[Footnote: Read at the late meeting of the National Association for the Protection of the Insane and translated for the American Psychological Journal by Carl Sieler, M.D., of Philadelphia.]

By A. BAER, M.D., of Berlin, Germany.

The benevolent efforts of your society diverge in two different directions, which have totally different aims and purposes, and which require different means in order to attain lasting success. Since the number of insane has increased alarmingly within the last few years, in all civilized countries, so that the responsibility of the proper charge of them occupies continually not only the community, but also the State; and since the public as well as the private asylums are filled almost before they are finished, it becomes necessary to rid the institutions, as soon as possible, of those patients which have been cured, as well as of those which are improved. Patients of this kind are, as early as possible, returned to the unrestrained enjoyment of liberty with the expectation that the new scenes and surroundings may have a beneficial influence, besides having the advantage of relieving the overcrowded institutions. Unfortunately, however, it has been frequently found that the hut suddenly restored mental and emotional equilibrium is not of sufficient stability to withstand the storm of conflicting interests.

Frequently it happens that the but recently discharged patient returns to the institution, after a short lapse of time, because the "rudder" (steuer) of his intelligence was soon shattered in the turmoil of life. How can, for instance, the indigent and poor patient, after his discharge from the institution in which he has found a shelter and the proper care, stand up in the struggle for existence and the support of his family? Is it not to be expected that a large proportion of those who have been discharged as improved, or even cured, cannot withstand the ever-moving sea of the outside life and bear up under the turmoil which constantly stirs mind and soul?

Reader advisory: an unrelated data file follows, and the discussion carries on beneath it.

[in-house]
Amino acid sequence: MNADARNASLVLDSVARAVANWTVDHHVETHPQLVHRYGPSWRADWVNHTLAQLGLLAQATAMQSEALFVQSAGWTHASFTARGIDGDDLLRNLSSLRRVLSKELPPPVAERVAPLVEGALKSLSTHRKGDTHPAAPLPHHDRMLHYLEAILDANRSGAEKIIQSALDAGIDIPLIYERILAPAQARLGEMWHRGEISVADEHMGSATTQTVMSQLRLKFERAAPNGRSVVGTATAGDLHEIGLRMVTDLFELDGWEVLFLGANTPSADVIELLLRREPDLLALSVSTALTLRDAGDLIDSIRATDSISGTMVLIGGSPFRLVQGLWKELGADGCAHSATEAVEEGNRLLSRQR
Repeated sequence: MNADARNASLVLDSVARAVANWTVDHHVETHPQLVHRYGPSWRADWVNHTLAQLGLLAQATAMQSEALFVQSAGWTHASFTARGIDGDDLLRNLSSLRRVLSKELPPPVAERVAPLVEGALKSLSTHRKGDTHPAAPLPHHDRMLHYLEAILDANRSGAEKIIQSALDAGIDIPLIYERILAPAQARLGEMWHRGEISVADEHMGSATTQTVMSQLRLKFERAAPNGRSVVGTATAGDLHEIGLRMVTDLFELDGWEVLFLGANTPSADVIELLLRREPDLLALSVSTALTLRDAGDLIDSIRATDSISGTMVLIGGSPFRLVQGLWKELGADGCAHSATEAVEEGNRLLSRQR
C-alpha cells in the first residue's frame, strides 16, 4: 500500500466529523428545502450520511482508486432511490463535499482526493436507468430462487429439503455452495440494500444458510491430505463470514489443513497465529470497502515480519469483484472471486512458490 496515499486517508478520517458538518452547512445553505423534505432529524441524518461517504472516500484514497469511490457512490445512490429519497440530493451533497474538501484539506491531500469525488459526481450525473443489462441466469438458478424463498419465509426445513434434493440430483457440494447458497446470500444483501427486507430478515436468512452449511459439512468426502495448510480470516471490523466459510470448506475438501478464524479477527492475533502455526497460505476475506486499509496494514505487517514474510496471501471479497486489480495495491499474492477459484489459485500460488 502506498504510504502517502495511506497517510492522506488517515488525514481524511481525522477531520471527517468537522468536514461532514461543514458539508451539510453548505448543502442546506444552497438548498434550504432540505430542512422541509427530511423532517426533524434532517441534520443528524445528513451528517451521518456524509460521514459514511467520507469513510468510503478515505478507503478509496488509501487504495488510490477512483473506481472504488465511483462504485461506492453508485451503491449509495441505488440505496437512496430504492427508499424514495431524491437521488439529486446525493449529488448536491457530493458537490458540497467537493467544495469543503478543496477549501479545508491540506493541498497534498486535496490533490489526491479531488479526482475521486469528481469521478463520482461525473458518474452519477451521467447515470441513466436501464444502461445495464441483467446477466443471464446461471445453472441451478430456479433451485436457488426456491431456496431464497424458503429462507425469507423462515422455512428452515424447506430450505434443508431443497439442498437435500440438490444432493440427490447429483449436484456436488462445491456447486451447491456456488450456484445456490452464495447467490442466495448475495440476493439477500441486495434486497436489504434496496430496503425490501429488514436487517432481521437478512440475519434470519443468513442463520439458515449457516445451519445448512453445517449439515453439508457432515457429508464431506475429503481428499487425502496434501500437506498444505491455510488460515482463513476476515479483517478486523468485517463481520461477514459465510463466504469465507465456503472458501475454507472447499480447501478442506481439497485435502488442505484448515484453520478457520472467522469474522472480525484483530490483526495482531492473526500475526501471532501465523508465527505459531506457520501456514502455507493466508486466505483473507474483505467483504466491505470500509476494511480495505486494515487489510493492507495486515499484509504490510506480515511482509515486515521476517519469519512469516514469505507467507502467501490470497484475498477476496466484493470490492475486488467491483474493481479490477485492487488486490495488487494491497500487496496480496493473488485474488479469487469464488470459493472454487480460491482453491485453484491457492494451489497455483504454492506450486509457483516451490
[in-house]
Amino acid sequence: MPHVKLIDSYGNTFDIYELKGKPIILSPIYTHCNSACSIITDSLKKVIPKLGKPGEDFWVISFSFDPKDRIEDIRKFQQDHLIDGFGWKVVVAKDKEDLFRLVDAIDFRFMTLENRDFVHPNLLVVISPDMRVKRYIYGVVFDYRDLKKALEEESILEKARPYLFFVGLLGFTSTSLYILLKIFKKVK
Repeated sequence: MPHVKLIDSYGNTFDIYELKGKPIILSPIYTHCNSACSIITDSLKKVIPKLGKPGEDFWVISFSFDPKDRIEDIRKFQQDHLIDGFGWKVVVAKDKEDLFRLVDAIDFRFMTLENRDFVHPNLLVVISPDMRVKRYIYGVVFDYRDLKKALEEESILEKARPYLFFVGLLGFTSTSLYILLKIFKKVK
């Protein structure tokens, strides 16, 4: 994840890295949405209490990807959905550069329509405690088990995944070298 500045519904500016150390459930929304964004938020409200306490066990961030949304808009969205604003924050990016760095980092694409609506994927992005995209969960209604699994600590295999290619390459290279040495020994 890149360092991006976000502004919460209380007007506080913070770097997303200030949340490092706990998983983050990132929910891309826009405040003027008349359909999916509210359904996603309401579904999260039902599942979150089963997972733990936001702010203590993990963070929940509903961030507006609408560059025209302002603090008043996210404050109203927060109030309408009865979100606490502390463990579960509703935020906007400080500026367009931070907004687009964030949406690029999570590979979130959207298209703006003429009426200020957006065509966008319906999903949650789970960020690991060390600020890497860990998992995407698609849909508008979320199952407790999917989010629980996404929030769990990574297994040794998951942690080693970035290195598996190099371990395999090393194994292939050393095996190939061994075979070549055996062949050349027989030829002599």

Starting with the recognition of this fact, societies of benevolent people have been formed in all countries in which true civilization and humanity are at work, to diminish or abolish social evils, whose object is to assist the restored patient who has been discharged from the institution, at a time when he is most in need of help and assistance. Switzerland has taken the lead of all countries by her brilliant example, and there these societies found the greatest encouragement. It should be looked upon as a good sign of the spirit of modern times, that the seed of true humanity, with astonishing rapidity, found its way, far and wide, for the benefit of suffering mankind. Everywhere, in all European countries, and also on the American continent, has this branch of a truly noble thought become acclimated, and many societies have been organized for the purpose of assisting cured insane patients, by aiding them in obtaining suitable occupations, or by direct donations of money, etc., with a view of preventing, if possible, a relapse of the disease.